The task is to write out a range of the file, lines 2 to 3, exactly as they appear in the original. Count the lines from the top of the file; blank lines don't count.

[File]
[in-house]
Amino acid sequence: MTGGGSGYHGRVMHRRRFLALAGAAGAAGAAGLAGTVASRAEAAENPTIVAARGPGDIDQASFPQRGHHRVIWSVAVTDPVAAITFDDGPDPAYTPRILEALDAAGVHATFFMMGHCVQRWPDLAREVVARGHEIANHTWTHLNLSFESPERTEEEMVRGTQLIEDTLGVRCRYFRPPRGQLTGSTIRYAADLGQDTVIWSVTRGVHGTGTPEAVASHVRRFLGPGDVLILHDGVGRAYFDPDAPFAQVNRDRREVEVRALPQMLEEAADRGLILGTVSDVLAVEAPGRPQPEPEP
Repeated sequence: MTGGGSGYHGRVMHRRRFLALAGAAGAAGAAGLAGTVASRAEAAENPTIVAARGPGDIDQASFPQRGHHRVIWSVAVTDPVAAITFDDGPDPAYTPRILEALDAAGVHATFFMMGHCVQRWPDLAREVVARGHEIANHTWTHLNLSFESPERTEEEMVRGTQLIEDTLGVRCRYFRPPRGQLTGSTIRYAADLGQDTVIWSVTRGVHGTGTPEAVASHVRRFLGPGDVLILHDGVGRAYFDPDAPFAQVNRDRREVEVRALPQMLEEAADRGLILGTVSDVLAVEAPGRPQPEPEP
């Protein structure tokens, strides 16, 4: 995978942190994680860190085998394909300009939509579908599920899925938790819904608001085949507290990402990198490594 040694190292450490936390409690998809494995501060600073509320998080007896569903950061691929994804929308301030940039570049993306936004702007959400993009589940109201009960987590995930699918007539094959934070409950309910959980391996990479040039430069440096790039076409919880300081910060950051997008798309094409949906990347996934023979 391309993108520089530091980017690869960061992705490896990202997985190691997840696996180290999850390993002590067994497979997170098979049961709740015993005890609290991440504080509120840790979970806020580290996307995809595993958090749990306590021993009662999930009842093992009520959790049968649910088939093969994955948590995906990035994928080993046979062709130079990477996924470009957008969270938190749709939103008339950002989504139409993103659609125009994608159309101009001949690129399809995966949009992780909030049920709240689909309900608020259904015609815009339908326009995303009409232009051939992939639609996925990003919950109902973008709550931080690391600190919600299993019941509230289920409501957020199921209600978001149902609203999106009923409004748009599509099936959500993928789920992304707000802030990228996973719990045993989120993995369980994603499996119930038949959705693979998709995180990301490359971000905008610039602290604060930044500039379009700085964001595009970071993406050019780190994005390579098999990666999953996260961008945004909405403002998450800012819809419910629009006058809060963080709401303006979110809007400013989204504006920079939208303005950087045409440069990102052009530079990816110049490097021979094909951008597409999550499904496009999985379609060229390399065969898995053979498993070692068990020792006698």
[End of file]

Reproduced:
Amino acid sequence: MTGGGSGYHGRVMHRRRFLALAGAAGAAGAAGLAGTVASRAEAAENPTIVAARGPGDIDQASFPQRGHHRVIWSVAVTDPVAAITFDDGPDPAYTPRILEALDAAGVHATFFMMGHCVQRWPDLAREVVARGHEIANHTWTHLNLSFESPERTEEEMVRGTQLIEDTLGVRCRYFRPPRGQLTGSTIRYAADLGQDTVIWSVTRGVHGTGTPEAVASHVRRFLGPGDVLILHDGVGRAYFDPDAPFAQVNRDRREVEVRALPQMLEEAADRGLILGTVSDVLAVEAPGRPQPEPEP
Repeated sequence: MTGGGSGYHGRVMHRRRFLALAGAAGAAGAAGLAGTVASRAEAAENPTIVAARGPGDIDQASFPQRGHHRVIWSVAVTDPVAAITFDDGPDPAYTPRILEALDAAGVHATFFMMGHCVQRWPDLAREVVARGHEIANHTWTHLNLSFESPERTEEEMVRGTQLIEDTLGVRCRYFRPPRGQLTGSTIRYAADLGQDTVIWSVTRGVHGTGTPEAVASHVRRFLGPGDVLILHDGVGRAYFDPDAPFAQVNRDRREVEVRALPQMLEEAADRGLILGTVSDVLAVEAPGRPQPEPEP